The 38 has the streamlined deckhouse and slight sheer typical of modern-day cruising boats, with a nicely executed reverse transom that allows for the obligatory swimming and boarding area. It's a good looking yacht, even without the optional teak decks, and has a large cockpit with contoured seats. I particularly like the wide sidedecks that make it possible to move forward safely and rapidly, using the long grabrails on the cabintop. Not that 38 sailors need to go forward that often. All halyards and sail controls are led aft to the cockpit, and there are self-tailing Lewmars either side of the companionway. A large anchor locker and hefty bow roller clearly make this a boat that rejoices in being anchored off rather than glued to a dock. A small optional teak seat in the bow pulpit would allow someone to contemplate life when under way or at anchor. Cockpit comfort
The cockpit is comfortable, but the relatively short bench seats make it impossible to sleep there. Visibility from the helm is exceptional, and there is some separation from the crew working the jib and mainsheets, the latter being set over the cabin house, giving excellent control of the main. The liferaft stows under the aft helm seat and is close to hand. A convenient grab handle rises from the compass binnacle, and can double as an instrument bracket. The same fitting also supports the cockpit table, and is an excellent place to hold on in rough weather. This is a comfortable seagoing cockpit that very much fits with the character of this boat as a serious passage maker.
The companionway leads into a large, well-ventilated saloon with a somewhat unconventional arrangement by American standards dinette to starboard and a slightly curved galley counter to port, with stove, refrigerator and lockers. This arrangement was quite common in American production boats of the 1960s, but is rarely seen today. It's very livable since the cook can simply hand food or drink across to the seated crew, although I have never sailed offshore with this galley layout and might miss being able to jam myself into a U- or L-shaped cooking area. The solid backrest of the midships dinette bench serves as a strategic support for the cook under way, and most things can be reached from this bracing position. It is a matter of getting used to a different circulation of dishes, pots and pans. The counter space is truly enormous. One of the layout options allows the owner to convert the dinette into a double berth, although I think many will eschew this given the two aft cabins and fore berth. A well-equipped navigation station with hinged chart table and bench seat lies aft of the dinette, with a chart light, nicely placed locker, space for a radio, and the electric panel close to hand. There is a large drawer for charts under the table. Beauty below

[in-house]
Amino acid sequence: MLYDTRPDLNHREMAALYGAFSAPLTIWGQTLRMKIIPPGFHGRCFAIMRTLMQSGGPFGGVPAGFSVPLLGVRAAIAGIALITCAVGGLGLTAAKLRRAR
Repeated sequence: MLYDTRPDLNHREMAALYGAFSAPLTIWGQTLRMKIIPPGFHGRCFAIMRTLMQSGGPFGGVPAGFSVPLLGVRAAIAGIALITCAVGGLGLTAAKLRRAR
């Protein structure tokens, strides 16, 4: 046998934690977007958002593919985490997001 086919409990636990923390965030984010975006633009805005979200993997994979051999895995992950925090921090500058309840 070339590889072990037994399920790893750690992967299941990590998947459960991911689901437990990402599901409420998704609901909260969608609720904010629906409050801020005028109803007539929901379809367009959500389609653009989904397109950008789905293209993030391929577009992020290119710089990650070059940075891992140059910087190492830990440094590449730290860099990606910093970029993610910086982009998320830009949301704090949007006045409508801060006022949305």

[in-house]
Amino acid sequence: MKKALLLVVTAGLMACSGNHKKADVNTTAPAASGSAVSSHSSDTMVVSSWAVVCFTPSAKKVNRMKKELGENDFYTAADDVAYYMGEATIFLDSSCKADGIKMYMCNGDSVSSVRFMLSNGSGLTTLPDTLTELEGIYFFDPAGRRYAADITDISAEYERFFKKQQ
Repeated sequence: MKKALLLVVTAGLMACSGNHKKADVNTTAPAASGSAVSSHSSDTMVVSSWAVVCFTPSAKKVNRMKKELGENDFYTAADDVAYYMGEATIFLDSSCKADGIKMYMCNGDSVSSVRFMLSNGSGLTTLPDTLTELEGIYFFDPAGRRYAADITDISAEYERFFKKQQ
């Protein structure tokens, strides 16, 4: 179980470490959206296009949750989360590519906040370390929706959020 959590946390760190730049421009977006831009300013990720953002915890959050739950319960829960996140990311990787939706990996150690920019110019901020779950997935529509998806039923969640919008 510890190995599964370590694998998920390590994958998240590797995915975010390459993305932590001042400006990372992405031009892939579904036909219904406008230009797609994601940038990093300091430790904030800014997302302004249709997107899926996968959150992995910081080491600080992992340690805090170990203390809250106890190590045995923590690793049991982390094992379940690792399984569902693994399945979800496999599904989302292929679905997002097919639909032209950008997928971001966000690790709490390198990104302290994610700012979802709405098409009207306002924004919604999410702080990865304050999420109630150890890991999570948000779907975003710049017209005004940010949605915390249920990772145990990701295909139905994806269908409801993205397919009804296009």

The interior is finished with a white deckhead and veneered mahogany, a Dufour trademark, which gives a pleasing effect with its carefully chosen grain patterns. Moving fore and aft under way is made easier by rounded grabrails on either side of the deck head and the dinette seat back. During the Annapolis Boat Show, I spent an hour sitting below talking to owner Erick Chiang and reviewing the interior. It's a very comfortable boat. The main stateroom is a large V-berth forward, with two possible arrangements. One option installs a head and shower to starboard with a hanging locker opposite; this is in addition to the head that is already slotted in aft of the galley. I would prefer the second option, which leaves the boat with the single aft head and a bench seat and large locker in its place forward. It certainly makes for less complex plumbing and frees up valuable space for storage.